Stills from ‘Araf’, courtesy of artist, 2018.
Araf | Berlinale Film Festival | Forum Expanded
For the 13th year of its running, the Forum Expanded of Berlinale (14-26 February) took the title ‘A Mechanism Capable of Changing itself’, inviting expressions and explorations from documentary filmmakers of the specific agency of cinema. The curatorial team consisted of section director Stefanie Schulte Strathaus, filmmaker Khaled Abdulwahed, curator Ulrich Ziemons, artist/curator Maha Maamoun and Anselm Franke (Haus der Kulturen der Welt) who was involved in a consulting capacity.
One of the films in Forum Expanded which responded to cinema’s capacity to explore its own agency through form was Araf by Didem Pekün. Araf describes itself as an ‘essayistic road movie’ which follows the journey of a woman who, having fled the country during the war, returns to her homeland of Bosnia for the 22nd memorial of the Srebrenica genocide. Its central motif is the annual diving competition that takes place on Mostar bridge, where the winner is awarded the title of Icarus, a tradition dating back several hundred years. The story of Icarus, a Greek mythical figure who flew too close to the sun, melting his wings and thus falling to his death, gives the film its symbolic foundation. In the scenes depicting Mostar bridge, the camera moves from the lone diver on the bridge to the people sitting below, some looking up to watch, others involved in their own world, enjoying the cold water on a hot day. Their indifference recalls another poetic Icarus, that of W.H. Auden’s ‘Musée des Beaux Arts’, where the poet notes ‘how everything turns away / Quite leisurely from the disaster’. Araf traverses similar territory to Auden, who was writing in 1938 in a Europe on the eve of war. The film, like the poem, reaches for historical specificity but seeks also to locate itself in a more expansive, mythical spaceö which moves beyond historical record. In that sense, Araf creates a portrait finely balanced between the particular and the universal. It withholds information about the protagonist-narrator Nayia, the woman from whose perspective we see the film. Her status as unseen and mysterious observer creates a more omniscient voice, allowing her words to resonate with other scenes of ethnic cleansing, with other people who must inhabit the turmoil of exile.
The commingling of beauty and horror is woven throughout the film. Lingering shots of the diver’s body enable an appreciation of his strength and grace, but show them to us in fragments – a shot of his legs mounting the rail, another of the rippling of shoulder muscle as he stretches, recall the dispersal of body parts after the Srebrenica genocide. The narrator tells us of that fact; those searching for the unmarked graves of victims follow a trail of blue butterflies who eat from a special fungi growing from the burial sites. That image of beauty feeding off unspeakable horror is particularly apt for the film’s own unsettling juxtapositions and its concern with the relation of the aesthetic to the political, of art to suffering.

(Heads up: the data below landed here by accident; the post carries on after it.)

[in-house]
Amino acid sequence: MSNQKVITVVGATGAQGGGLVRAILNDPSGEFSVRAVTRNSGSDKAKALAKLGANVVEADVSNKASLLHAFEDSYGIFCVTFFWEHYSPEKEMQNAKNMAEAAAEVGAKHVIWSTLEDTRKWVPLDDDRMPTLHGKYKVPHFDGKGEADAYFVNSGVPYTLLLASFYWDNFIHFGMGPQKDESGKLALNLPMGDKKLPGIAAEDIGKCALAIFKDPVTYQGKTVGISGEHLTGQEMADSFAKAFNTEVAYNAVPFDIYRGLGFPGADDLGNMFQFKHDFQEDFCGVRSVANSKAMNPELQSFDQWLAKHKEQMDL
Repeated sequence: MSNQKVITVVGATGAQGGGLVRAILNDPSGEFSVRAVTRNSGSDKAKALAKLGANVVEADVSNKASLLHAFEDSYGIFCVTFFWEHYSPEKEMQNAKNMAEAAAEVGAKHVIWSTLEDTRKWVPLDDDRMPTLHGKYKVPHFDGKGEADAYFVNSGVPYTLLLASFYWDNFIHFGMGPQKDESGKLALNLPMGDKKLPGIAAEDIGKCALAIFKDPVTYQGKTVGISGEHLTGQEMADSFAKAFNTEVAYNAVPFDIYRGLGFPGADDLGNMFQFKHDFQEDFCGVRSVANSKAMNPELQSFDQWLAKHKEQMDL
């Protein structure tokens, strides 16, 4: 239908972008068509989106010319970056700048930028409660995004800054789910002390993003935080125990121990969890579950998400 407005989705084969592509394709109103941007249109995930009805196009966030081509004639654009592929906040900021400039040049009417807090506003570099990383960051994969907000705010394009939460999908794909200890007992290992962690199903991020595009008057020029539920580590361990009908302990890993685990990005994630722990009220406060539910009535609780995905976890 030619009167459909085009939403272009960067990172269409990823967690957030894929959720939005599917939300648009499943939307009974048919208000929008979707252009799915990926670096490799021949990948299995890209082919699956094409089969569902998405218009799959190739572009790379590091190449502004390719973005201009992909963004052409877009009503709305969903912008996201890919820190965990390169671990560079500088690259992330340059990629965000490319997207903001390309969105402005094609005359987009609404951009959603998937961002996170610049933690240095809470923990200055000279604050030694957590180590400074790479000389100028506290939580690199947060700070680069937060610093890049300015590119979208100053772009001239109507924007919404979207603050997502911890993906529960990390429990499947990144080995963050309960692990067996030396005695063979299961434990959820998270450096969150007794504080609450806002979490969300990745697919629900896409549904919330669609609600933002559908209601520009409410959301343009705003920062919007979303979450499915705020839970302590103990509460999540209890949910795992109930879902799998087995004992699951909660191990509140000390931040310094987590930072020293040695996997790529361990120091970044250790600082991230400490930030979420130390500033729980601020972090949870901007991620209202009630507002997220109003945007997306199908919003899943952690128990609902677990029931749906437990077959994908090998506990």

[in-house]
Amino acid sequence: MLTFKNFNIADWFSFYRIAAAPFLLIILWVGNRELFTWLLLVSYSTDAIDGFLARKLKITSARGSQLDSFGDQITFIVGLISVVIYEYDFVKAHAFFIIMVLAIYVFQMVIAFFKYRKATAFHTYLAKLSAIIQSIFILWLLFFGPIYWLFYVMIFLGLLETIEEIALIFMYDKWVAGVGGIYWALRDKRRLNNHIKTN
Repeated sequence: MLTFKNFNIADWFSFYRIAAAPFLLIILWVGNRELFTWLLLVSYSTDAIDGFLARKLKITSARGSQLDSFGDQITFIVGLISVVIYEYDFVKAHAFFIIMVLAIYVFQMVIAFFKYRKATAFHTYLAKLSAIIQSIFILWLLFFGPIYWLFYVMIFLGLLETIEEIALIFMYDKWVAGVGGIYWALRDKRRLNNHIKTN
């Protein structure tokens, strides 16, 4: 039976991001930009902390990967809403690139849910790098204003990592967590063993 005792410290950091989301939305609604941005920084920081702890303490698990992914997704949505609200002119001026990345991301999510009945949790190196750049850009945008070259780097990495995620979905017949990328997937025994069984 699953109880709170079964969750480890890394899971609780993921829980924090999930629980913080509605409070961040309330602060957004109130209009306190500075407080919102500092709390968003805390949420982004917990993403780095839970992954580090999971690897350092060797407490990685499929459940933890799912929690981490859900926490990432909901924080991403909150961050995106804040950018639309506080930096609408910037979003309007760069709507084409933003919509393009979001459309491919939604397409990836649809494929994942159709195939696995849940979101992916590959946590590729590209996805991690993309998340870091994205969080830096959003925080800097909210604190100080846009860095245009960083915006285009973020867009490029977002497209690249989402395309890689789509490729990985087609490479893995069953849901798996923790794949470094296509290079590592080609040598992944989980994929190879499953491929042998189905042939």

The film’s delicacy lies in the tautness of the contradictory energies at work and the notion of ‘araf’ (the Turkish word for limbo, or purgatory) is manifested throughout. Always alert to the sensory experiences of the viewer, its visual and sonic patterns are quietly perturbing, the simplicity of the images belying a highly-crafted work. It is both gentle and jarring, serene and perplexing; the sinuous curves of roads and railways disrupted by sharp transitions in speed, sound and thematic mode. These oppositions are what wins the film a lyric intensity that sustains its questing ethical imperative. The sudden shifts in pacing and perspective disable any complacent enjoyment of the beautiful shots. One moment sound is muffled and heard at a distance, as if through thick windows, the next, we are plunged back into the noise of city streets. In slow-motion shots, we are driven along a road at night watching the car ahead move as if in suspended animation, before switching to real-time speeds. Despite the softness of the black-and-white film, we sense the fierce shimmer of the heat as pilgrims to the Srebrenica memorial-graveyard mourn their loved ones. These contrasts in sensory perception perform the disorientation and alienation of the narrator as well as heightening our own sense of being caught up in this purgatorial condition she inhabits.
One thing that the film withholds from us is an experience of completion, whether by focusing on parts of an image rather than the whole (as in the shots of the diver’s body) or by avoiding narrative completion of scenes. While we see cars and trains in motion, they never arrive at a destination; instead, these scenes cut to panoramic city shots. This dynamic plays out most intensely at the end of the film, where we see the diver plunge from the bridge for the last time. By moving us through several shots taken at different angles, the dive is prolonged: seconds extend to what seems minutes as we wait with trepidation for the moment of impact. But that moment never comes, leaving us with the final image of the diver’s shadow flitting across the surface of the water, as if a bird were soaring on its way above the river, upwards towards the sun. That ambiguity, and its accompanying sense of narrative irresolution (does he complete the dive safely, elegantly?) lends further weight to the final question posed by the narrator: ‘how will each Daedalus flee, and how will every Icarus land?’
Araf can be viewed at Geometries, an exhibition curated by locus athens http://locusathens.com/lcu/geometries/ from March 27, 2017.
by Dr. Clara Dawson